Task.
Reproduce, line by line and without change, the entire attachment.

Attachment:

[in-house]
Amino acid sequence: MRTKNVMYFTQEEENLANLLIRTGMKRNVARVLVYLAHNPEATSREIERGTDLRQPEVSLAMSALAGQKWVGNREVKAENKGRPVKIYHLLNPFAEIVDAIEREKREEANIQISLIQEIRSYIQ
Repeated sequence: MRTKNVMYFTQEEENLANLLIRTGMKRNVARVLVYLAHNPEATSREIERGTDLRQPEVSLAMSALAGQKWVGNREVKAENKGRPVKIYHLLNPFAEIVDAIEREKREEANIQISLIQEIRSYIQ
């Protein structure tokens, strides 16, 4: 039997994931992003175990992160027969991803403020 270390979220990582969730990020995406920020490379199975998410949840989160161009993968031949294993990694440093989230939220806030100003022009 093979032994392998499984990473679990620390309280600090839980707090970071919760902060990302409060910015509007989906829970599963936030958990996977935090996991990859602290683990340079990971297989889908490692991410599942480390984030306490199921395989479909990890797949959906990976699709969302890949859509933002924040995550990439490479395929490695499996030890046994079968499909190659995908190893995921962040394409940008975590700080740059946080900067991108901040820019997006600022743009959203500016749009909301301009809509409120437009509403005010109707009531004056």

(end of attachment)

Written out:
[in-house]
Amino acid sequence: MRTKNVMYFTQEEENLANLLIRTGMKRNVARVLVYLAHNPEATSREIERGTDLRQPEVSLAMSALAGQKWVGNREVKAENKGRPVKIYHLLNPFAEIVDAIEREKREEANIQISLIQEIRSYIQ
Repeated sequence: MRTKNVMYFTQEEENLANLLIRTGMKRNVARVLVYLAHNPEATSREIERGTDLRQPEVSLAMSALAGQKWVGNREVKAENKGRPVKIYHLLNPFAEIVDAIEREKREEANIQISLIQEIRSYIQ
């Protein structure tokens, strides 16, 4: 039997994931992003175990992160027969991803403020 270390979220990582969730990020995406920020490379199975998410949840989160161009993968031949294993990694440093989230939220806030100003022009 093979032994392998499984990473679990620390309280600090839980707090970071919760902060990302409060910015509007989906829970599963936030958990996977935090996991990859602290683990340079990971297989889908490692991410599942480390984030306490199921395989479909990890797949959906990976699709969302890949859509933002924040995550990439490479395929490695499996030890046994079968499909190659995908190893995921962040394409940008975590700080740059946080900067991108901040820019997006600022743009959203500016749009909301301009809509409120437009509403005010109707009531004056």